Jean and I have been talking a lot lately about our time here in France and our transition to the next stage of life.
“Is it a midlife crisis?” I asked him. I hate that word crisis it is so negative. So doing a lot of writing I looked up the word crisis in the thesaurus (www.thesaurus.com) and found a few words; big trouble, catastrophe, disaster and my more personal favorites pickle, plight, stew. After reading the synonyms I moved to the antonyms which are what we are really after; calm peace of mind, serenity.
That’s all we want calmness and serenity. Going on our second year here we are finding ourselves waking up to the fact that we need to move through our process more quickly. We need to figure out what we want to do and where we want to be and get a move on. It sounds like work to me.
But I say to Jean, “We still have more to do. We have to finish our book and you have to finish your dissertation and my French is far from perfect.” It’s all those distractions that get in the way. Our morning walk, our two day a week yoga class, our café au lait, time with Zoé -Pascale and just plain old time to read a book, play with Zoé, cook a meal, learn to draw and do nothing!
If France has taught us one thing it is that life is not just about work. I’m not speaking about meaningful work that makes you happy, but I’m talking about the stressful side of work to meet deadlines, get caught in traffic, stand in long lines at the airport, fighting office politics, and worry about sales, profit and expenses.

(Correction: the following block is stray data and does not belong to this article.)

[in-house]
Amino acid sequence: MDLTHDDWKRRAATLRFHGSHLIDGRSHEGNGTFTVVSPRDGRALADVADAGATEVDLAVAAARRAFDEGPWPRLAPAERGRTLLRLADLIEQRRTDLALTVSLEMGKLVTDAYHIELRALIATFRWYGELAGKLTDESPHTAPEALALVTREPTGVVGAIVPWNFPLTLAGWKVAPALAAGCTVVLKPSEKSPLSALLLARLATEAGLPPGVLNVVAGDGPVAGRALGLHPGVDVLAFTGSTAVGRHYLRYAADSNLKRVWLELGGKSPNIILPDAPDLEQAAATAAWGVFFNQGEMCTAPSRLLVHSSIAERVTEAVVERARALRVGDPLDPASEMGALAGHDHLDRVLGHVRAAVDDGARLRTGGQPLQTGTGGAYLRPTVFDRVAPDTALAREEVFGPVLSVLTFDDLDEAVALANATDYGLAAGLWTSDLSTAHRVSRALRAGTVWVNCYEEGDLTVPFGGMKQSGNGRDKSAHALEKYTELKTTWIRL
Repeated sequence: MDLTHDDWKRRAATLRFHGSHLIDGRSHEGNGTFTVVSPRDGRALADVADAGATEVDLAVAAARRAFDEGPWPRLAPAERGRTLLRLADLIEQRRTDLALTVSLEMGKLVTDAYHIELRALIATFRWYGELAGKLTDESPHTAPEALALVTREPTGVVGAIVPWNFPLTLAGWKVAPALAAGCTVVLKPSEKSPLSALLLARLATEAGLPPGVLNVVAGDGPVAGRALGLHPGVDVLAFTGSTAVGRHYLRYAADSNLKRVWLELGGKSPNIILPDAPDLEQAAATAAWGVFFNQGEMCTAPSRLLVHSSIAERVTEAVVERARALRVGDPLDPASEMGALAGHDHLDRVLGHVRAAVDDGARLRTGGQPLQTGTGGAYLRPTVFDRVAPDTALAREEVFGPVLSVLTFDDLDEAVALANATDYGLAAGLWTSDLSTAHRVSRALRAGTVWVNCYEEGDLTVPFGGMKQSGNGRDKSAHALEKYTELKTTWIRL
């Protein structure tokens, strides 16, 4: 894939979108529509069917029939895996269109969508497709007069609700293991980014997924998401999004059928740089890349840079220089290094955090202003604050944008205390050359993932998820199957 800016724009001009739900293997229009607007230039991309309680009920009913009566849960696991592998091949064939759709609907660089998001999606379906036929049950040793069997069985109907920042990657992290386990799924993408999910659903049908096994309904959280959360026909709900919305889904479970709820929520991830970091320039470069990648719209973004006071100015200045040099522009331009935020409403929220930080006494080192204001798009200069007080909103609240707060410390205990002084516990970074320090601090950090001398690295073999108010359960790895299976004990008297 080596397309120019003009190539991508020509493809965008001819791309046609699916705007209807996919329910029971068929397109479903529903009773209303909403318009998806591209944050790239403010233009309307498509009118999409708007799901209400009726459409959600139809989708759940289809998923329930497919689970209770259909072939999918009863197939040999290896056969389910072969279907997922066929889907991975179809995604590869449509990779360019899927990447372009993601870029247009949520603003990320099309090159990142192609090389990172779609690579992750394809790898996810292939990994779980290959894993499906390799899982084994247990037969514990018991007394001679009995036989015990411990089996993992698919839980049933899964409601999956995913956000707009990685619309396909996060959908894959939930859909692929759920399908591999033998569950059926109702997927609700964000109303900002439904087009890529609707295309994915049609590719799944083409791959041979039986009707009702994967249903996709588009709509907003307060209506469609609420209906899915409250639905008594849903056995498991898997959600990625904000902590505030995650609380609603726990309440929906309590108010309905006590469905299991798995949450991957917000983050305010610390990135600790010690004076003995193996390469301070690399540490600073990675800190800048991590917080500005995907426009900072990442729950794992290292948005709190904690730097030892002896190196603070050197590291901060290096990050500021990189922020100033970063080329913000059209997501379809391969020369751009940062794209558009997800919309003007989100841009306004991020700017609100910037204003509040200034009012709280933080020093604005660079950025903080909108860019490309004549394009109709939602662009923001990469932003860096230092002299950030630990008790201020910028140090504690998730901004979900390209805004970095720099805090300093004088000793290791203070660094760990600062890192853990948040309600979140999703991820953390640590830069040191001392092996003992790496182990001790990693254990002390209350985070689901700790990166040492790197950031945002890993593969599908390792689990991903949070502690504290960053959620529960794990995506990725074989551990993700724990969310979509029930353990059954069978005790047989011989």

France , a country of the 35 hour a workweek is helping us both to get clear on what we want and don’t want to do in the future and the type of environments we want to live and work in.
Call it unrealistic or being spoiled, but after living in a place for 16 months with no traffic jams I can’t imagine fighting highway 101 every day with stop and go traffic. I can’t imagine not having time to stop in the café or sitting down for a two hour lunch (once in a while) or walking through the vineyards.
As a result of getting clear on what we want to do we are now in the stage of where we want to do it and the challenges of making it happen. Taking out the flipchart and felt pens, excel spreadsheet and web research we develop a criteria, rate the criteria and voila the answer shall be relieved.
But no, it all comes out somewhat even. Some criteria are higher than others and some meet our needs better in certain areas than others, but the excel spreadsheet is not going to reveal the answer.
Is it our process? Is it we aren’t ready? Is it we are afraid of making a wrong decision? Is it we are trying for the impossible? Jean and I are good at analyzing ourselves to death so anyone of these is possible.
I decided to do a little research on the web and ran into an article explaining the Second Identify Crisis. As the article stated, our first identity crisis is adolescence when we need to get a sense of who we are. In midlife, the second crisis you must give up who you think you are so you can become who you were meant to be. Midlife is ultimately about the search for true meaning in life. A very deep, deep question
Jean and I are playing around with this idea and feel we are following our paths of being healers and teachers but in a new way, through his psychology, our writing, and workshops we do together in the future for others in the midst of midlife transitions.
Our challenge now is to determine where we feel we can have a great quality of life while following our mission without worrying about the mortgage.
As Nick Naylor played by Aaron Eckhart, chief spokesman for Big Tobacco said in Thank you for Smoking. “I do it to pay the mortgage.”
The difference is I don’t want to have to do it anymore to pay the mortgage. That defines our midlife crisis.